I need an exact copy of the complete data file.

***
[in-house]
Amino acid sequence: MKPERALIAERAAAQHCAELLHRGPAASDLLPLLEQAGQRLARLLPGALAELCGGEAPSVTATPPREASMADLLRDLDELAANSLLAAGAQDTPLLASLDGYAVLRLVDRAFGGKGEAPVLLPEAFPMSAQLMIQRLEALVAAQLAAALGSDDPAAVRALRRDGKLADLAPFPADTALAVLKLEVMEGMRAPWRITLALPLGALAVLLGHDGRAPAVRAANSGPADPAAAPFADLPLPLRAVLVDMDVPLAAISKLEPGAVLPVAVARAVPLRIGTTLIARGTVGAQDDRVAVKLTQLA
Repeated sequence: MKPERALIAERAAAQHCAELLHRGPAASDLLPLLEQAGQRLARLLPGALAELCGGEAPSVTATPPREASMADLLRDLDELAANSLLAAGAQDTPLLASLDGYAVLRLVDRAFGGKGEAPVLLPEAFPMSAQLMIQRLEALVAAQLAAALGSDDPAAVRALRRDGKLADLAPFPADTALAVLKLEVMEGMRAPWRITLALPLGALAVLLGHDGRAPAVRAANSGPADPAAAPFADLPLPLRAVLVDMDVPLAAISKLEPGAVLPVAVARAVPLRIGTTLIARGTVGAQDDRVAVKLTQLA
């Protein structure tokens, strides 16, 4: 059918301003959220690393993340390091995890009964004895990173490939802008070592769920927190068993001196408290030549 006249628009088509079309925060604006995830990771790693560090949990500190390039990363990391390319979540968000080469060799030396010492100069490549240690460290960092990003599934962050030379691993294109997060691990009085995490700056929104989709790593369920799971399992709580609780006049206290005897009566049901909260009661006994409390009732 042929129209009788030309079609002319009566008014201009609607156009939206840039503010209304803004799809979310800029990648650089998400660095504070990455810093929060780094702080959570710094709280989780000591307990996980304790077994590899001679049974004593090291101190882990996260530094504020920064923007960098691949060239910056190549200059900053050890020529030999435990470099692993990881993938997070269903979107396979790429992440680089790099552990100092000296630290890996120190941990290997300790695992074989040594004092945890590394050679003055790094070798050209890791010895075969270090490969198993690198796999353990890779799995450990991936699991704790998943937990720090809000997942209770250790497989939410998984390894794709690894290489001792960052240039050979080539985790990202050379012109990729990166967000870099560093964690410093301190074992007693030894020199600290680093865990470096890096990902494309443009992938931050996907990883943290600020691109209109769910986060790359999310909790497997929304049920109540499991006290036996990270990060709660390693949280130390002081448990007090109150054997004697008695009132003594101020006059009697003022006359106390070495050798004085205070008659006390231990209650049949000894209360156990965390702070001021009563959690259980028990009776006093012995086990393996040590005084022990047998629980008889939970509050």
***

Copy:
[in-house]
Amino acid sequence: MKPERALIAERAAAQHCAELLHRGPAASDLLPLLEQAGQRLARLLPGALAELCGGEAPSVTATPPREASMADLLRDLDELAANSLLAAGAQDTPLLASLDGYAVLRLVDRAFGGKGEAPVLLPEAFPMSAQLMIQRLEALVAAQLAAALGSDDPAAVRALRRDGKLADLAPFPADTALAVLKLEVMEGMRAPWRITLALPLGALAVLLGHDGRAPAVRAANSGPADPAAAPFADLPLPLRAVLVDMDVPLAAISKLEPGAVLPVAVARAVPLRIGTTLIARGTVGAQDDRVAVKLTQLA
Repeated sequence: MKPERALIAERAAAQHCAELLHRGPAASDLLPLLEQAGQRLARLLPGALAELCGGEAPSVTATPPREASMADLLRDLDELAANSLLAAGAQDTPLLASLDGYAVLRLVDRAFGGKGEAPVLLPEAFPMSAQLMIQRLEALVAAQLAAALGSDDPAAVRALRRDGKLADLAPFPADTALAVLKLEVMEGMRAPWRITLALPLGALAVLLGHDGRAPAVRAANSGPADPAAAPFADLPLPLRAVLVDMDVPLAAISKLEPGAVLPVAVARAVPLRIGTTLIARGTVGAQDDRVAVKLTQLA
């Protein structure tokens, strides 16, 4: 059918301003959220690393993340390091995890009964004895990173490939802008070592769920927190068993001196408290030549 006249628009088509079309925060604006995830990771790693560090949990500190390039990363990391390319979540968000080469060799030396010492100069490549240690460290960092990003599934962050030379691993294109997060691990009085995490700056929104989709790593369920799971399992709580609780006049206290005897009566049901909260009661006994409390009732 042929129209009788030309079609002319009566008014201009609607156009939206840039503010209304803004799809979310800029990648650089998400660095504070990455810093929060780094702080959570710094709280989780000591307990996980304790077994590899001679049974004593090291101190882990996260530094504020920064923007960098691949060239910056190549200059900053050890020529030999435990470099692993990881993938997070269903979107396979790429992440680089790099552990100092000296630290890996120190941990290997300790695992074989040594004092945890590394050679003055790094070798050209890791010895075969270090490969198993690198796999353990890779799995450990991936699991704790998943937990720090809000997942209770250790497989939410998984390894794709690894290489001792960052240039050979080539985790990202050379012109990729990166967000870099560093964690410093301190074992007693030894020199600290680093865990470096890096990902494309443009992938931050996907990883943290600020691109209109769910986060790359999310909790497997929304049920109540499991006290036996990270990060709660390693949280130390002081448990007090109150054997004697008695009132003594101020006059009697003022006359106390070495050798004085205070008659006390231990209650049949000894209360156990965390702070001021009563959690259980028990009776006093012995086990393996040590005084022990047998629980008889939970509050």